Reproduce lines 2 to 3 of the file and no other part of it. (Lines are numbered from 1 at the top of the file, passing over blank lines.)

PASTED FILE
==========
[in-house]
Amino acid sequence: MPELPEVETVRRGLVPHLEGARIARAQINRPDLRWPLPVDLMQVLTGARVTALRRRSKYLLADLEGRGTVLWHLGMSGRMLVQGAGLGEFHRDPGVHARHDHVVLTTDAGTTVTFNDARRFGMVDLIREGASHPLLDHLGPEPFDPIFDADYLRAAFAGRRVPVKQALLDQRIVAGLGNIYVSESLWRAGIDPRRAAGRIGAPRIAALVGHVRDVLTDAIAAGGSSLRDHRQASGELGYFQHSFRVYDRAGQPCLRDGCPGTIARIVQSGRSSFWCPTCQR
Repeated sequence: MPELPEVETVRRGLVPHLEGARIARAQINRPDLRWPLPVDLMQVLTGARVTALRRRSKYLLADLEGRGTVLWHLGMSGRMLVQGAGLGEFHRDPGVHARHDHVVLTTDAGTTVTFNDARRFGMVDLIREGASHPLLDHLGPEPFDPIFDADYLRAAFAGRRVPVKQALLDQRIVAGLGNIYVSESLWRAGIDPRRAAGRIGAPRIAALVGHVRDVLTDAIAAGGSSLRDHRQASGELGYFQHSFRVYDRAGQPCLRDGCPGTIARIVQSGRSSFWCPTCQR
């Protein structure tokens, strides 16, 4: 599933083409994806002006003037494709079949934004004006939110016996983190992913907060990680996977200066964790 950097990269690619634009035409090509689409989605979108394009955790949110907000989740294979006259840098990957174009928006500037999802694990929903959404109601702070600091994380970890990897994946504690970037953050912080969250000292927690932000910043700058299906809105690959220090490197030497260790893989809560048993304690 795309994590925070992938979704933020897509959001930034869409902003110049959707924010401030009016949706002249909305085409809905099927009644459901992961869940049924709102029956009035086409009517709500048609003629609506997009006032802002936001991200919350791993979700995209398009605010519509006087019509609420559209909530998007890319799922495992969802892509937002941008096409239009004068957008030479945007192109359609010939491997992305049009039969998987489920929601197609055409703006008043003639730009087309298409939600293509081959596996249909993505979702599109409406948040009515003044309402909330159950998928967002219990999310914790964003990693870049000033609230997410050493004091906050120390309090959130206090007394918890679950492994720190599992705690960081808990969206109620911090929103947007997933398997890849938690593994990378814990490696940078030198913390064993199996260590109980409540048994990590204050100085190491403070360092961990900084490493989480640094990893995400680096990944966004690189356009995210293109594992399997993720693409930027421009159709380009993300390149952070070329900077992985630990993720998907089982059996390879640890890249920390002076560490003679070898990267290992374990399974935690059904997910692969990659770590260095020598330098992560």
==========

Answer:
Amino acid sequence: MPELPEVETVRRGLVPHLEGARIARAQINRPDLRWPLPVDLMQVLTGARVTALRRRSKYLLADLEGRGTVLWHLGMSGRMLVQGAGLGEFHRDPGVHARHDHVVLTTDAGTTVTFNDARRFGMVDLIREGASHPLLDHLGPEPFDPIFDADYLRAAFAGRRVPVKQALLDQRIVAGLGNIYVSESLWRAGIDPRRAAGRIGAPRIAALVGHVRDVLTDAIAAGGSSLRDHRQASGELGYFQHSFRVYDRAGQPCLRDGCPGTIARIVQSGRSSFWCPTCQR
Repeated sequence: MPELPEVETVRRGLVPHLEGARIARAQINRPDLRWPLPVDLMQVLTGARVTALRRRSKYLLADLEGRGTVLWHLGMSGRMLVQGAGLGEFHRDPGVHARHDHVVLTTDAGTTVTFNDARRFGMVDLIREGASHPLLDHLGPEPFDPIFDADYLRAAFAGRRVPVKQALLDQRIVAGLGNIYVSESLWRAGIDPRRAAGRIGAPRIAALVGHVRDVLTDAIAAGGSSLRDHRQASGELGYFQHSFRVYDRAGQPCLRDGCPGTIARIVQSGRSSFWCPTCQR